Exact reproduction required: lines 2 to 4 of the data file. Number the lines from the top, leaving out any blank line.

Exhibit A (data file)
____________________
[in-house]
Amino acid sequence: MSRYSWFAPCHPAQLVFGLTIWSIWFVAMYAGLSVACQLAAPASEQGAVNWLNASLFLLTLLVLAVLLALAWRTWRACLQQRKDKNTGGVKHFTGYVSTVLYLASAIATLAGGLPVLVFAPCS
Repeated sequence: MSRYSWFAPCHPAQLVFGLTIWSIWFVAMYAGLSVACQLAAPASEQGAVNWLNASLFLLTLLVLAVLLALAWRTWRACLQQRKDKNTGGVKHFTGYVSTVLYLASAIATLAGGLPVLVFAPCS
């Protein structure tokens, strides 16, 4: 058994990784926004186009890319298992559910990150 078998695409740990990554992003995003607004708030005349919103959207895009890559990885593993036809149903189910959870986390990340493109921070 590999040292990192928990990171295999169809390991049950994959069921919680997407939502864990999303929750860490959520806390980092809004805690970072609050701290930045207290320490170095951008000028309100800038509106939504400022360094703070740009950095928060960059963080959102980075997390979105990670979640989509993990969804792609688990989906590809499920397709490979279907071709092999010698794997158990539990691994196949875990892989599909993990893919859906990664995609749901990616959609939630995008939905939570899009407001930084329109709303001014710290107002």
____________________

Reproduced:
Amino acid sequence: MSRYSWFAPCHPAQLVFGLTIWSIWFVAMYAGLSVACQLAAPASEQGAVNWLNASLFLLTLLVLAVLLALAWRTWRACLQQRKDKNTGGVKHFTGYVSTVLYLASAIATLAGGLPVLVFAPCS
Repeated sequence: MSRYSWFAPCHPAQLVFGLTIWSIWFVAMYAGLSVACQLAAPASEQGAVNWLNASLFLLTLLVLAVLLALAWRTWRACLQQRKDKNTGGVKHFTGYVSTVLYLASAIATLAGGLPVLVFAPCS
């Protein structure tokens, strides 16, 4: 058994990784926004186009890319298992559910990150 078998695409740990990554992003995003607004708030005349919103959207895009890559990885593993036809149903189910959870986390990340493109921070 590999040292990192928990990171295999169809390991049950994959069921919680997407939502864990999303929750860490959520806390980092809004805690970072609050701290930045207290320490170095951008000028309100800038509106939504400022360094703070740009950095928060960059963080959102980075997390979105990670979640989509993990969804792609688990989906590809499920397709490979279907071709092999010698794997158990539990691994196949875990892989599909993990893919859906990664995609749901990616959609939630995008939905939570899009407001930084329109709303001014710290107002």